SALISBURY, Md. -- Concerns about where exactly teens would be detained under a proposed curfew were expressed at a public forum in Salisbury on Thursday evening.
A room overflowing with more than 50 parents, students and residents discussed the possibility of enacting a citywide curfew during a community meeting inside St. Paul's AME Church on Delaware Avenue.
Attendance at Thursday's meeting starkly contrasted the turnout at the same kind of public forum hosted by the city at St. Francis de Sales Parish Center the previous night, where around 25 residents showed up.
Salisbury Mayor Jim Ireton and Police Chief Barbara Duncan outlined specifics of the draft curfew ordinance.
Under the ordinance, teens ages 14-17 would be required to return home between 11 p.m. and 6 a.m. Friday through Sunday during the summer and holidays. On weeknights Monday through Thursday, the curfew would begin one hour earlier at 10 p.m. during the school year.
Children under 14 years of age would be required to have adult supervision at all times after curfew hours.
Many parents and students at the meeting shared concerns about how parents will be affected, what evidence proves curfews work and how would the city and county police work together to enforce the curfew.
But of primary concern to a number of residents at the meeting focused on where detained teenagers would be held between 10 or 11 p.m. and 6 a.m.
Wicomico County Board of Education member Mark Thompson proposed a volunteer-operated intake facility.
"There was a program that I saw in San Francisco where police opened up this evening reporting center," said Thompson, "which we need in Wicomico County."
Thompson suggested an after-hours center where teens would undergo comprehensive assessments performed by volunteers from the county's health and social services departments.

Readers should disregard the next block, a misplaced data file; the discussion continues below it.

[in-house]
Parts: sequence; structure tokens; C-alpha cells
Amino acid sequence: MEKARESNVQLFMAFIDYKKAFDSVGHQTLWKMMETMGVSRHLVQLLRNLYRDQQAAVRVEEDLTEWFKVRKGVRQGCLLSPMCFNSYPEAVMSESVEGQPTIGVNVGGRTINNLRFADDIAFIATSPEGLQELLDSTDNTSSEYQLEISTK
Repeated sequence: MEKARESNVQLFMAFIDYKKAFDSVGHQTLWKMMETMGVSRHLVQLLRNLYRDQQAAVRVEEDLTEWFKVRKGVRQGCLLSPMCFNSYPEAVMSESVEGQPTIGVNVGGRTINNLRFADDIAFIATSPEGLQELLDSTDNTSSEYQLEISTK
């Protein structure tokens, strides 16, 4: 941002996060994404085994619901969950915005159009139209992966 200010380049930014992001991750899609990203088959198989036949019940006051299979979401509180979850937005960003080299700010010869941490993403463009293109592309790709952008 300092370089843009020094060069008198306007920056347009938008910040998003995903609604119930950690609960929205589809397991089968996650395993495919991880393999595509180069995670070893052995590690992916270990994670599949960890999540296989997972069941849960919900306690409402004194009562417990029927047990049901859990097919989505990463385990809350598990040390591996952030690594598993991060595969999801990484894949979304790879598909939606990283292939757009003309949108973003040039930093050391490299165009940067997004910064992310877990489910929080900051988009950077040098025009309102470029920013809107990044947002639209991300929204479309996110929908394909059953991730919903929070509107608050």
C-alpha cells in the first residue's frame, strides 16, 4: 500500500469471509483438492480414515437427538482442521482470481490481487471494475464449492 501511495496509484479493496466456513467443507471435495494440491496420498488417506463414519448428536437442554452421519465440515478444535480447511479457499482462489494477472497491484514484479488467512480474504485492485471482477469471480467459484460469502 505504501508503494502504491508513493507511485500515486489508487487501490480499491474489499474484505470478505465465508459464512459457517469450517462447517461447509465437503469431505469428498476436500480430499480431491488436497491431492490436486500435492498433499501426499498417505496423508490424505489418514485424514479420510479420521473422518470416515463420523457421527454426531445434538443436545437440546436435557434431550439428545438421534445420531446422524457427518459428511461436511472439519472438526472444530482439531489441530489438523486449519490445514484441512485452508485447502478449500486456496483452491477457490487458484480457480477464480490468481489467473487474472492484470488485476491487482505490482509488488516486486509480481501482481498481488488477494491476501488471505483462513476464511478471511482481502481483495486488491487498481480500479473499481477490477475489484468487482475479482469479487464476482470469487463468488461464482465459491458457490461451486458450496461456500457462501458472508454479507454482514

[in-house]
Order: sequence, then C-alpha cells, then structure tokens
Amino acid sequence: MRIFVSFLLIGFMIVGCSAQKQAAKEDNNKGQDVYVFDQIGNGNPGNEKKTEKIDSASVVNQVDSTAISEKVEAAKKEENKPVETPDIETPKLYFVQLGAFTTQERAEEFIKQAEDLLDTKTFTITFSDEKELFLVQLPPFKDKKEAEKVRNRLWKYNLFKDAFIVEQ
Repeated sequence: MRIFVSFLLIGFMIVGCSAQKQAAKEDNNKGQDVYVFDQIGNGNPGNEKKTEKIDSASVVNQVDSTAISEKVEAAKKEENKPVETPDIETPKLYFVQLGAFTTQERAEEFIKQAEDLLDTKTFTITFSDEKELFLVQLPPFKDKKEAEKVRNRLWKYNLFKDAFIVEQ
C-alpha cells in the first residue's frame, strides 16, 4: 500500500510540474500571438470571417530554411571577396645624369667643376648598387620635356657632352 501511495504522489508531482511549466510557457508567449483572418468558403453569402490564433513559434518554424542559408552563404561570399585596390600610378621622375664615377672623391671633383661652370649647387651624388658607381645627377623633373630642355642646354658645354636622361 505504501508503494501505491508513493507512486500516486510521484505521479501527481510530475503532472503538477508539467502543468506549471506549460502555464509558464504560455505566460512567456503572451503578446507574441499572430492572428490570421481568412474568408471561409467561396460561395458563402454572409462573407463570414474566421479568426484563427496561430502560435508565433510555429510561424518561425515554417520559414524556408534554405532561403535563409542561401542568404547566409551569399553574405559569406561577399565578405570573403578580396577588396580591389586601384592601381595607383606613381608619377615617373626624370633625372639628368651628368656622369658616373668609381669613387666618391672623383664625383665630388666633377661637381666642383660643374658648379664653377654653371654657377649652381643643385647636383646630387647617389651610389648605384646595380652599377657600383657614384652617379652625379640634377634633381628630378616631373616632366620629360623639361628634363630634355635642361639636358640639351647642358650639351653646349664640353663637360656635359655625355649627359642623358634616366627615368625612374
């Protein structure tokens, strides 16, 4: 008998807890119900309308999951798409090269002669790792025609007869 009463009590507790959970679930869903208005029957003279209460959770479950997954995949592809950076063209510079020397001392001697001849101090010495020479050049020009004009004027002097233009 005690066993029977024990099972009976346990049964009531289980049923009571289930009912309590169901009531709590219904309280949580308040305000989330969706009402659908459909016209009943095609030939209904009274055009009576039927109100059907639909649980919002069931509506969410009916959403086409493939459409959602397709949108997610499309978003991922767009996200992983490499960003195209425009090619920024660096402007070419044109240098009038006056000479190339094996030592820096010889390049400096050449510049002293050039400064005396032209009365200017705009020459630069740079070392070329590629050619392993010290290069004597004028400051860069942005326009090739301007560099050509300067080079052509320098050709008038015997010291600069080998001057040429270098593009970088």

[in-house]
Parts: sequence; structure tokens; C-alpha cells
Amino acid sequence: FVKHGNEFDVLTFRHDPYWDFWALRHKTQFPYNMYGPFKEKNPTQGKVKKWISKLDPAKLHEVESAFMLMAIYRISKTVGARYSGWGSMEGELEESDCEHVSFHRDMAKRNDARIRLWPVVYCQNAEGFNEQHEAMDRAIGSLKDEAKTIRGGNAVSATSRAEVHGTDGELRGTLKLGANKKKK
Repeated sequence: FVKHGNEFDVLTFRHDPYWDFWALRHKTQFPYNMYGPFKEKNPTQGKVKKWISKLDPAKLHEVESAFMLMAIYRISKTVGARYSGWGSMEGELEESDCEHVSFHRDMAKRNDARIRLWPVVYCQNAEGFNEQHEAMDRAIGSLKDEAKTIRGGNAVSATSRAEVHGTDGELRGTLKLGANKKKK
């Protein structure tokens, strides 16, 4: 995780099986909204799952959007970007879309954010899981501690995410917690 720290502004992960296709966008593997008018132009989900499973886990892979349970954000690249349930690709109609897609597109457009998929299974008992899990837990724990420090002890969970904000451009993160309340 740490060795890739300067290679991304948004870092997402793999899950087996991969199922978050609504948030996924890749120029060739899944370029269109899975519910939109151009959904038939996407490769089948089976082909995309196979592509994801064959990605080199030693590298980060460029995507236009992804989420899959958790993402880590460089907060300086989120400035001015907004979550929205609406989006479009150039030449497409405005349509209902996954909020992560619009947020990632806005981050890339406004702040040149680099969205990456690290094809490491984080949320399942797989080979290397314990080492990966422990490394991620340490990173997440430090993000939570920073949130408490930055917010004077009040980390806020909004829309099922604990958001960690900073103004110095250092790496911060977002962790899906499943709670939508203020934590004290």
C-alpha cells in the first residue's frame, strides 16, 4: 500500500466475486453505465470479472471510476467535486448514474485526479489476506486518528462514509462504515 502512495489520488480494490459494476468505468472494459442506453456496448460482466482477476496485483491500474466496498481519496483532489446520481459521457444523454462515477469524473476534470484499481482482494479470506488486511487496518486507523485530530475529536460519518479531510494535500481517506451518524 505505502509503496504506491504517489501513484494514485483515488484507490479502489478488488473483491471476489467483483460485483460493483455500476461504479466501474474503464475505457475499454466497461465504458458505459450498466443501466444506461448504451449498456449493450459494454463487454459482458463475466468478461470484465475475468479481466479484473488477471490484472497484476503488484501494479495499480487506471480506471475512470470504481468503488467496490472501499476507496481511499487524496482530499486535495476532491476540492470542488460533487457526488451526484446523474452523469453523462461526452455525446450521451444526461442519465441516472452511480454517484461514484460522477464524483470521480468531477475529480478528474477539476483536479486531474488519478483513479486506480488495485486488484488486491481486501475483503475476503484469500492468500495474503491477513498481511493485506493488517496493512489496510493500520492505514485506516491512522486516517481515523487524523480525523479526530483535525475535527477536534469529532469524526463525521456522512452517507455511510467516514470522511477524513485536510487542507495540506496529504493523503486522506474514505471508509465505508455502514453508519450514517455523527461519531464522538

Thompson said the parents or guardians would also need to be involved in the assessment, so as to figure out a long-term plan that would assist them to keep track of their children.
"We also bring the parent in to find out what needs to they have," Thompson said. "We do a complete assessment and when they leave, they have something tangible in their hands.".
The mayor and police chief seemed receptive to the idea that a curfew alone will not be enough and additional provisions would be necessary to ensure that parents, and not just juveniles, have support from trained professionals.
Some residents, including Towson University student Makya Purnell, who grew up in Salisbury, said a curfew is not the answer.
"These kids already don't trust law enforcement," said Purnel. "It's a very sensitive time right now. They see this as another enemy. A person is coming to take them from the streets to some reporting center against their will."
"Do you think," Purnell added, "that they're going to open and say, 'Oh I have this going on at home, this is why I was out.' They don't trust you to open to you about that."
Purnell made points during the forum discussion that much of the community, including Ireton and Duncan, deemed as valid concerns.
Despite some opposition to the logistical details, many at the meeting agreed that a curfew and additional curfew provisions are likely needed as a starting point to help Salisbury's struggling teens and families.
The next public forum on the proposed citywide curfew will be on Wednesday, Aug. 26 at 6 p.m. inside the Chipman Cultural Center on Broad Street in Salisbury.